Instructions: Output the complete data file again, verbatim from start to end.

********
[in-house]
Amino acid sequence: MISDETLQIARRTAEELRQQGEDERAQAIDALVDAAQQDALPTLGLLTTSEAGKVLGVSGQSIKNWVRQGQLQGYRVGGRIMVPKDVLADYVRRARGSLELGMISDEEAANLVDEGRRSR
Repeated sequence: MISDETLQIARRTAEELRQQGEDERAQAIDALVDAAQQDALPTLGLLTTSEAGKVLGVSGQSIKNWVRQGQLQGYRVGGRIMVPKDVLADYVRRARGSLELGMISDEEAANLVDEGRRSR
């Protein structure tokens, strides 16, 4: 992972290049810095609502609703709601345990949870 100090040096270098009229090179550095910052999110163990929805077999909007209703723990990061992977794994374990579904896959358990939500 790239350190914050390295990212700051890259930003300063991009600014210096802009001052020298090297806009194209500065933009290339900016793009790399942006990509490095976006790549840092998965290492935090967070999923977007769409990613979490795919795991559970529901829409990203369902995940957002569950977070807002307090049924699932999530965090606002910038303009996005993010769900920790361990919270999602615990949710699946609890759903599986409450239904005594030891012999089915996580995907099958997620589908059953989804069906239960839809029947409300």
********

[in-house]
Amino acid sequence: MISDETLQIARRTAEELRQQGEDERAQAIDALVDAAQQDALPTLGLLTTSEAGKVLGVSGQSIKNWVRQGQLQGYRVGGRIMVPKDVLADYVRRARGSLELGMISDEEAANLVDEGRRSR
Repeated sequence: MISDETLQIARRTAEELRQQGEDERAQAIDALVDAAQQDALPTLGLLTTSEAGKVLGVSGQSIKNWVRQGQLQGYRVGGRIMVPKDVLADYVRRARGSLELGMISDEEAANLVDEGRRSR
């Protein structure tokens, strides 16, 4: 992972290049810095609502609703709601345990949870 100090040096270098009229090179550095910052999110163990929805077999909007209703723990990061992977794994374990579904896959358990939500 790239350190914050390295990212700051890259930003300063991009600014210096802009001052020298090297806009194209500065933009290339900016793009790399942006990509490095976006790549840092998965290492935090967070999923977007769409990613979490795919795991559970529901829409990203369902995940957002569950977070807002307090049924699932999530965090606002910038303009996005993010769900920790361990919270999602615990949710699946609890759903599986409450239904005594030891012999089915996580995907099958997620589908059953989804069906239960839809029947409300």